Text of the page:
Hey there, mortgage enthusiasts! Let’s talk about the burning question on everyone’s minds: Will mortgage rates fall through the end of 2023? It’s no secret that the high-rate environment has put a damper on loan origination volume for much of this year. But is there hope for a reprieve?
Well, according to economists, the recent comments made by Federal Reserve Chair Jerome Powell at the latest Federal Open Market Committee (FOMC) press conference were interpreted as dovish by the market. This led to speculation that rates might be cut soon. However, experts like Fannie Mae Chief Economist Doug Duncan believe that Powell’s comments were more balanced, indicating progress in bringing down inflation but also acknowledging upside risks. Powell explicitly stated that the committee is not currently considering rate cuts.
So, what’s the verdict on mortgage rates? It’s uncertain at this point. The direction of the 10-year Treasury yield and mortgage rates will depend on incoming data, such as the Consumer Price Index (CPI) and retail sales numbers. Danielle Hale, chief economist at Realtor.com, points out that mortgage rate changes are based on expectations, which can shift dramatically relative to actual data.
Hale suggests that the CPI report for October, set to release on November 14, could push mortgage rates up if the numbers come in higher than expected. On the other hand, if inflation remains subdued, the streak of declining mortgage rates might continue into December. Economists from Fannie Mae and the Mortgage Bankers Association (MBA) expect the Federal Reserve to hold rates steady in its last 2023 FOMC meeting scheduled for December 12-13.
Now, let’s address the big question: Will this be enough to boost mortgage origination? With mortgage rates falling, homebuyers are starting to see an opportunity to enter the market while demand is lower. John Crivea II, a certified mortgage advisor and loan originator, has already seen a significant increase in leads in the past week and anticipates more activity on the horizon.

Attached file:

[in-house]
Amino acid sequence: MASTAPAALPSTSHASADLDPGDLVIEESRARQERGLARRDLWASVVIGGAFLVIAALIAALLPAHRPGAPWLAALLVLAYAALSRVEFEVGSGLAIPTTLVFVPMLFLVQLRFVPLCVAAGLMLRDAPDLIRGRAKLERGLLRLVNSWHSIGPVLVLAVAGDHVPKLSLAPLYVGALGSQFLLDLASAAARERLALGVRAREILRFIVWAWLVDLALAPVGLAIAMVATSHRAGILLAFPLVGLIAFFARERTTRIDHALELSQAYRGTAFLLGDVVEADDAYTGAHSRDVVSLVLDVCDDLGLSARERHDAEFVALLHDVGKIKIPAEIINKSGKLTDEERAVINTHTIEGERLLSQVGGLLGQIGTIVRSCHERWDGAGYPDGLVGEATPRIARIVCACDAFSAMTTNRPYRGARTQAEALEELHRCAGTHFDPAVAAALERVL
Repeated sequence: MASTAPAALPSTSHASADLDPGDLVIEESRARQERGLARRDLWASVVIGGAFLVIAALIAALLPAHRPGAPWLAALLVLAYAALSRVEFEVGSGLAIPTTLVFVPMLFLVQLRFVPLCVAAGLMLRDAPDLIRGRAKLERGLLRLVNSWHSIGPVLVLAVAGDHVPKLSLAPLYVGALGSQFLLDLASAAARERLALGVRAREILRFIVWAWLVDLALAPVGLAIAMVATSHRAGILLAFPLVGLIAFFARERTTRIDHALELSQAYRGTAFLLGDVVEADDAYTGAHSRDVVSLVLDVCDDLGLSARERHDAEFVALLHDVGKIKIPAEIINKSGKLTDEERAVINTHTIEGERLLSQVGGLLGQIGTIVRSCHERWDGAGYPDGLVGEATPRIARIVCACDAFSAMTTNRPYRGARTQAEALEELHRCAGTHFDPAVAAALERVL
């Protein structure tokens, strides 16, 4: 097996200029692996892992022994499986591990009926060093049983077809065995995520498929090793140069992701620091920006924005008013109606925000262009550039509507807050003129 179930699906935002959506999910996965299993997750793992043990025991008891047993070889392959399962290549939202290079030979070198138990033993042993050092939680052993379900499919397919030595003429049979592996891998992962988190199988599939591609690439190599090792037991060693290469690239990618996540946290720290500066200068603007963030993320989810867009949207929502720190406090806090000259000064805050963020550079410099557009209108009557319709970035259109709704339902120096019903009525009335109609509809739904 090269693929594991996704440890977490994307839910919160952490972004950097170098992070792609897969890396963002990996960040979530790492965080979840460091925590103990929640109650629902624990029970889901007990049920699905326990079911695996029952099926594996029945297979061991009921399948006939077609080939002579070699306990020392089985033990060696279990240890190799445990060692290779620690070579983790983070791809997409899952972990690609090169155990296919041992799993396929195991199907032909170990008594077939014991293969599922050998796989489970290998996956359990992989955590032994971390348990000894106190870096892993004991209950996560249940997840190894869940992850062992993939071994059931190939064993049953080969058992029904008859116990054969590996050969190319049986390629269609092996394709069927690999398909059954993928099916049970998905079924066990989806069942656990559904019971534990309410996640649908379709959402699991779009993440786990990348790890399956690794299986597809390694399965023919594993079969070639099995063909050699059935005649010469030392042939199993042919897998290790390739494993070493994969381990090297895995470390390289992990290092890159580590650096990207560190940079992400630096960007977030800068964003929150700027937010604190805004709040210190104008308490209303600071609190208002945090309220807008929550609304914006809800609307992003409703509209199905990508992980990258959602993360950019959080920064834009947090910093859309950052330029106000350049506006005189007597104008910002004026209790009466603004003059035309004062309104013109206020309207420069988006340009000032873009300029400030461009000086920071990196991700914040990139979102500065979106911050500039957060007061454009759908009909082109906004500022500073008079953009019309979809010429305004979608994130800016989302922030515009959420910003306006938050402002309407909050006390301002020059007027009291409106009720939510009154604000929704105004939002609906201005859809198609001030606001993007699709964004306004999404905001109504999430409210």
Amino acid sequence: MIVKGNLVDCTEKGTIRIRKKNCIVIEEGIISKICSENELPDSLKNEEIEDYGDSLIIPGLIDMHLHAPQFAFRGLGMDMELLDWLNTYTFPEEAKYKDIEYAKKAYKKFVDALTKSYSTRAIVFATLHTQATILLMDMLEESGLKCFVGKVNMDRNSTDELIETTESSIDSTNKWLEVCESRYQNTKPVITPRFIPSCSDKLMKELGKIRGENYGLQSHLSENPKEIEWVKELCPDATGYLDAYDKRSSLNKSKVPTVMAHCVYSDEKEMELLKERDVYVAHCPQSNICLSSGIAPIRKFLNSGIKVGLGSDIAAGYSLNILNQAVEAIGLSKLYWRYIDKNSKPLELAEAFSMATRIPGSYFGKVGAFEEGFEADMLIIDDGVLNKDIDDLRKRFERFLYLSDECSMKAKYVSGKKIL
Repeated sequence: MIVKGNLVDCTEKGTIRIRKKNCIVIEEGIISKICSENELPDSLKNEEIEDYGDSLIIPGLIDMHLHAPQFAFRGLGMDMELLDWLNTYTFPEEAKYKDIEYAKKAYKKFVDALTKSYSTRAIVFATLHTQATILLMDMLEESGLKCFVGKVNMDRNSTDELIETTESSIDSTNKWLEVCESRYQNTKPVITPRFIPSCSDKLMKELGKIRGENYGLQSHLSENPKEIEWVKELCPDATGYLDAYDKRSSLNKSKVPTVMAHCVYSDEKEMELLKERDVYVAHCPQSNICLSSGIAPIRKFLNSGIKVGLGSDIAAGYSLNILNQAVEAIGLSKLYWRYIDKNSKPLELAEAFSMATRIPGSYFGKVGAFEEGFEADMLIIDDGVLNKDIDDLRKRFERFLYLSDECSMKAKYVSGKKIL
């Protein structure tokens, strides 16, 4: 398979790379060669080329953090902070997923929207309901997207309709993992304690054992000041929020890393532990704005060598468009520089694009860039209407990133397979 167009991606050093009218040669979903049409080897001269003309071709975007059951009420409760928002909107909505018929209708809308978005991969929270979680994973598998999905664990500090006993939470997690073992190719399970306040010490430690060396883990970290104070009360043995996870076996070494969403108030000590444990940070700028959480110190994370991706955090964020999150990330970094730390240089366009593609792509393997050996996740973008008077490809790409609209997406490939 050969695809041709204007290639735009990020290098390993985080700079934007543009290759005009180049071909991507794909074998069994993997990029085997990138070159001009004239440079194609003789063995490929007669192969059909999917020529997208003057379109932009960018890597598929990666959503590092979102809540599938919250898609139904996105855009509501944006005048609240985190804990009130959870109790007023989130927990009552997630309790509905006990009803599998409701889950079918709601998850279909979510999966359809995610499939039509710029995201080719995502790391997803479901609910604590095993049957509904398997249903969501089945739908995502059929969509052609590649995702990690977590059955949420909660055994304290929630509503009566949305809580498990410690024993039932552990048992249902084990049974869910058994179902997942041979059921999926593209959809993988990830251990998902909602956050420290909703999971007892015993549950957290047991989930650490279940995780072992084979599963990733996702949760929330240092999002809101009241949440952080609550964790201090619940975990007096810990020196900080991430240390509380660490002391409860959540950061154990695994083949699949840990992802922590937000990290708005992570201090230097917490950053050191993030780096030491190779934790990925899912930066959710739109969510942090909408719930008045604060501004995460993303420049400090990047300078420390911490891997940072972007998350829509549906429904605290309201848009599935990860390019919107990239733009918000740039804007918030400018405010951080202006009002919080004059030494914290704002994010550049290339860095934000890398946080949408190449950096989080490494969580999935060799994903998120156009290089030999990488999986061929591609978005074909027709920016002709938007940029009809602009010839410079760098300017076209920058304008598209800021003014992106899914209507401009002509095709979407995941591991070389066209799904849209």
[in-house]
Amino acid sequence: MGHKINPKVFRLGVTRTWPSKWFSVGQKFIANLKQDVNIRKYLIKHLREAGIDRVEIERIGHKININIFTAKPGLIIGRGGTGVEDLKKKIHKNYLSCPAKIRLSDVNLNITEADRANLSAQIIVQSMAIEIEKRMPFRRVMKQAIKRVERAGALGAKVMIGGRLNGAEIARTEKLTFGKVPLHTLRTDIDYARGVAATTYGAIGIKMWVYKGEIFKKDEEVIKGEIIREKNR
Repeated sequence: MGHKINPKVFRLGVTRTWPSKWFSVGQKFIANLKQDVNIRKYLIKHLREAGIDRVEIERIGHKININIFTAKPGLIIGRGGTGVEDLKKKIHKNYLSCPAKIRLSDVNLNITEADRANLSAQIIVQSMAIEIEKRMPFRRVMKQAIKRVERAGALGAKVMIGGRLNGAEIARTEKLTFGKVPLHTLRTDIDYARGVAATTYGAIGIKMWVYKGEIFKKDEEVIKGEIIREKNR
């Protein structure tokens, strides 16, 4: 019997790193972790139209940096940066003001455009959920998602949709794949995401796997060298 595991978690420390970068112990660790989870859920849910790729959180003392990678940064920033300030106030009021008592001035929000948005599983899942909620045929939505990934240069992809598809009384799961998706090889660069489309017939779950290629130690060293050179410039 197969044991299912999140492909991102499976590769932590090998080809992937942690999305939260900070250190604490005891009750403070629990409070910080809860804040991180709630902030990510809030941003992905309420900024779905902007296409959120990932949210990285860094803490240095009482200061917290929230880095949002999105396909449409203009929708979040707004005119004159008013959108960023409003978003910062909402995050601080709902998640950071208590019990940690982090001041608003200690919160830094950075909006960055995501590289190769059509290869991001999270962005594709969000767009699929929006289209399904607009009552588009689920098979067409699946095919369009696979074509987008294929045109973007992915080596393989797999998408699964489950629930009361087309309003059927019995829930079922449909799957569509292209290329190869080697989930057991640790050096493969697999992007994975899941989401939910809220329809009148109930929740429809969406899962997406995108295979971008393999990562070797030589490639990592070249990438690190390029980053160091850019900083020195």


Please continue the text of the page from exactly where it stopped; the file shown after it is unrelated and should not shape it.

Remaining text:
However, economists caution that the decline in rates won’t have a substantial impact on lenders. A 25-basis-point drop (a quarter of a percent) is unlikely to shift the game significantly. According to Duncan, rates would need to fall below 6% to see a noticeable increase in production volume. Refinance applications tend to pick up when mortgage rates drop, but for a mini refi boom, rates would need to fall below 7%. Given that rates have only exceeded 7% since August, the number of homeowners needing to refinance due to a slight dip is limited.
The spread between mortgage rates and Treasury yields remains wider than usual due to various factors, such as market conditions. The MBA’s baseline forecast predicts mortgage rates to end 2023 at 7.2%, drop to 6.1% by the end of 2024, and reach 5.5% by 2025. Fannie Mae expects the average 30-year fixed-rate mortgage to land at 6.8% in 2023, rising to 6.9% in 2024.
While any decline in rates improves affordability, loan originators stress that the lack of housing inventory and higher home prices remain significant challenges. However, they’re hopeful that the end of 2023 will be better than the same period last year when mortgage rates spiked above 7%, causing a major slowdown in origination business.
So, let’s keep our fingers crossed for a more favorable year ahead. The fourth quarter and the first quarter are historically challenging for the mortgage industry, but experts believe that the pain experienced last year due to the sudden increase in rates won’t be repeated. With any luck, we’ll see a brighter future for loan originators and homebuyers alike. Stay tuned for updates!